News Release Archive


Nova Scotian oyster growers just got a taste of what the market
is looking for.

Rodney Clark, known as the "Oyster Man" in Toronto, was guest
speaker at a recent oyster workshop held in Port Hawkesbury.
Clark owns Rodney's Oyster House, a restaurant in downtown
Toronto that serves between 6,000 to 10,000 oysters a week.
Having been on the "oyster buying side" for 10 years, Clark had a
lot of marketing advice to offer the growers on the "selling
side" of the business.

"I was amazed and appreciative that people would drive from all
tips of Nova Scotia to solve the puzzle of what people want in
the oyster market," he said.

Clark was greeted by a very receptive crowd of oyster growers
from around Nova Scotia, as well as representatives from federal
and provincial departments.

Nova Scotia Fisheries Minister Jim Barkhouse said the workshop
was "a great opportunity for growers to learn first-hand the
market expectations. They found out what the consumer wants and
what the requirements are."

Oyster growers in Nova Scotia have a good product and with a
little work, they can better cultivate the market. "I'm telling
them how they can get more money in their pocket," Mr. Clark

Markets are constantly changing, oysters being no exception. 
There is currently a slight ease in the economy, making markets
more favourable towards this specialty item, however, growers
must achieve the right marketing mix to sell their product.

Mr. Clark said, producers need to establish consistency in grade.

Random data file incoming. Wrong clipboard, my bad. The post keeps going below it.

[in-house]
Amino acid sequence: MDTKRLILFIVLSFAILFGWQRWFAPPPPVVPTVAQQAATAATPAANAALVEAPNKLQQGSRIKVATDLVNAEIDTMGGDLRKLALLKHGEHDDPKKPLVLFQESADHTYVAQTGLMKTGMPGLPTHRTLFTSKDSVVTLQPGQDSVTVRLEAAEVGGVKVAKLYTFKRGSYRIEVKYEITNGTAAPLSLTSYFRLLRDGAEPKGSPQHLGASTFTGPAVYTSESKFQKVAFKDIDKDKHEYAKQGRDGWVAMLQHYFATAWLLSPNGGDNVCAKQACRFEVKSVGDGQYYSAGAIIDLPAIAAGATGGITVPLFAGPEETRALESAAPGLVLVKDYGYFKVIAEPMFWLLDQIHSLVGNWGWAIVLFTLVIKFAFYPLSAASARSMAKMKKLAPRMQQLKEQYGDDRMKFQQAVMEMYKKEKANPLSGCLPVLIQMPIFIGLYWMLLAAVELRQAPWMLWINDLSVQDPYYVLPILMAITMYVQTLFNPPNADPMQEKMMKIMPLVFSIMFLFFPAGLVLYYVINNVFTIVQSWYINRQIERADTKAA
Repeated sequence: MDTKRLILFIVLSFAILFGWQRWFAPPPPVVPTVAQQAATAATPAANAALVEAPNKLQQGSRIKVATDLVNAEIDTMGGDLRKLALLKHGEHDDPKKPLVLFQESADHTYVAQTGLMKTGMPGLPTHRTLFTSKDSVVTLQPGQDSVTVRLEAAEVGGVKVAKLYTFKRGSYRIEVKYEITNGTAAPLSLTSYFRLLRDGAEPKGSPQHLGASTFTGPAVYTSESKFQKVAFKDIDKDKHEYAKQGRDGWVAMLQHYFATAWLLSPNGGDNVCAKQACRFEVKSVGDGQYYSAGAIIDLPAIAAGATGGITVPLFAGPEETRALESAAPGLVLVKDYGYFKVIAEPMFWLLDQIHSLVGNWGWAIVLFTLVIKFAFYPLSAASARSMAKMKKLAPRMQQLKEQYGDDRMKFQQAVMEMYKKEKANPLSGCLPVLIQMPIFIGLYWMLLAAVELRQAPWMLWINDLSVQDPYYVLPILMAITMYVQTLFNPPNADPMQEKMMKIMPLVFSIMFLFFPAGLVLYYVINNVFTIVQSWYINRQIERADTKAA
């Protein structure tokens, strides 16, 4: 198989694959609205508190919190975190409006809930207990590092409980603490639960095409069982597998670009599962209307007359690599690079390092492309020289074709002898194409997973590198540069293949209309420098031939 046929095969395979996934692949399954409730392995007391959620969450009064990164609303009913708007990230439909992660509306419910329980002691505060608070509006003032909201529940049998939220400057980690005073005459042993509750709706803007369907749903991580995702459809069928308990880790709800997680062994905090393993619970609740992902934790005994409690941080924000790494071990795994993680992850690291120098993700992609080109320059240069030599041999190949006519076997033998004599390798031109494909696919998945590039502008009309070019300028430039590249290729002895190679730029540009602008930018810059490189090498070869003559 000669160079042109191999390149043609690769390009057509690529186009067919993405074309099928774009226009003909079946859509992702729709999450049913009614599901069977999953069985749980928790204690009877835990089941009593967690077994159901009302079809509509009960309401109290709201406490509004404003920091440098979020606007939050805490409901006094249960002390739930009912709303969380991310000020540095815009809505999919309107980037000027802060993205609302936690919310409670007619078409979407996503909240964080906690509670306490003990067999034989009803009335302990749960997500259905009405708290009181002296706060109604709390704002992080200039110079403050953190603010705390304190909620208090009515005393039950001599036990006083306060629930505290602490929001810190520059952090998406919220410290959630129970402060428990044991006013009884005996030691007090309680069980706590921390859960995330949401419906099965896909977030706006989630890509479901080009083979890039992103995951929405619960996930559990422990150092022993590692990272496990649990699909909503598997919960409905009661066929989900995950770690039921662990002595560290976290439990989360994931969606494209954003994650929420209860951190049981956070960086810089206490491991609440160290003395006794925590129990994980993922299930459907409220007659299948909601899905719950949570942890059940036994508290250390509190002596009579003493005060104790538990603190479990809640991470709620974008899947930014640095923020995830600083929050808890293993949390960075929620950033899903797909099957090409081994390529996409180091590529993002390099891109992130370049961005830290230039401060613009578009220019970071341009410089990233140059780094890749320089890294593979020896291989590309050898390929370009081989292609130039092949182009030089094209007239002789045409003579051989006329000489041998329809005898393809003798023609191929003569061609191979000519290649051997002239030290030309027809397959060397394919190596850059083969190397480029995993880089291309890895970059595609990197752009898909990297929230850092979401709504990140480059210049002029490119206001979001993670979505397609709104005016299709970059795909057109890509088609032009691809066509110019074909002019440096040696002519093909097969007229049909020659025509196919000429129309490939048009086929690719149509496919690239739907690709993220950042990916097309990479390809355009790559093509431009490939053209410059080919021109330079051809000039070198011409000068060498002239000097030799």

He said there must be agreement on a scale of measurement for
oyster shape and size.

He said uniformity of product is essential in all areas.
"Everyone -- buyers and producers -- needs the same scorecard."

Mr. Clark stressed the importance of grading. He said that
producers must sell graded oysters. A buyer may be looking for a
specific grade, so it is important to give the customer the grade
ordered and not mix grades, he said.

Alex Dunphy, an oyster grower from the Aspy Bay area, said, "The
grade is really important, and with a specialty item like
oysters, each buyer knows exactly the grade they want."

Packaging is part of the image and ideally, oysters should be
shipped in wooden boxes, filled with sea weed, cup side down.
They can also be shipped in Styrofoam if wooden boxes are not
available, Mr. Clark said.

Finally, he said, the producer's name must stand for something.
Buyers look for recognition of trademarks, so specific growing
areas should be labelled. This he said, is vital if producers
want to negotiate a top price.

In Mr. Clark's experience with oysters he said he has found it
important to distinguish the product by the area from which the
oyster comes. This gives the oyster a special identity and works
as a marketing tool. "You've got to give the oyster it's pride of
location. For example, oysters from the Bras d'Or Lakes come from
a place with a lot of history," Clark said.

Once growers understand these points, he said they should then
focus on getting oysters to market. Growers from around the
province should work together as a team to establish a
distribution system, Mr. Clark said.

Major North American markets include Washington, New Orleans, New
York, San Francisco, Montreal, Toronto and Chicago. Mr. Clark
also urged growers to work with the tourism and restaurant
industries to promote oysters. "Nova Scotia has the ability to
make people feel warmly welcomed. Why not make them feel like
kings by serving them oysters?"

Mr. Clark is more than a restauranteur, in fact he is one of the
fastest oyster shuckers around, recently placing first in the
Oyster Shucking Championships of Canada, held in Prince Edward


Contact: Diane Kenny  902-424-0308

trp                       Dec. 16, 1996 - 1:20 p.m.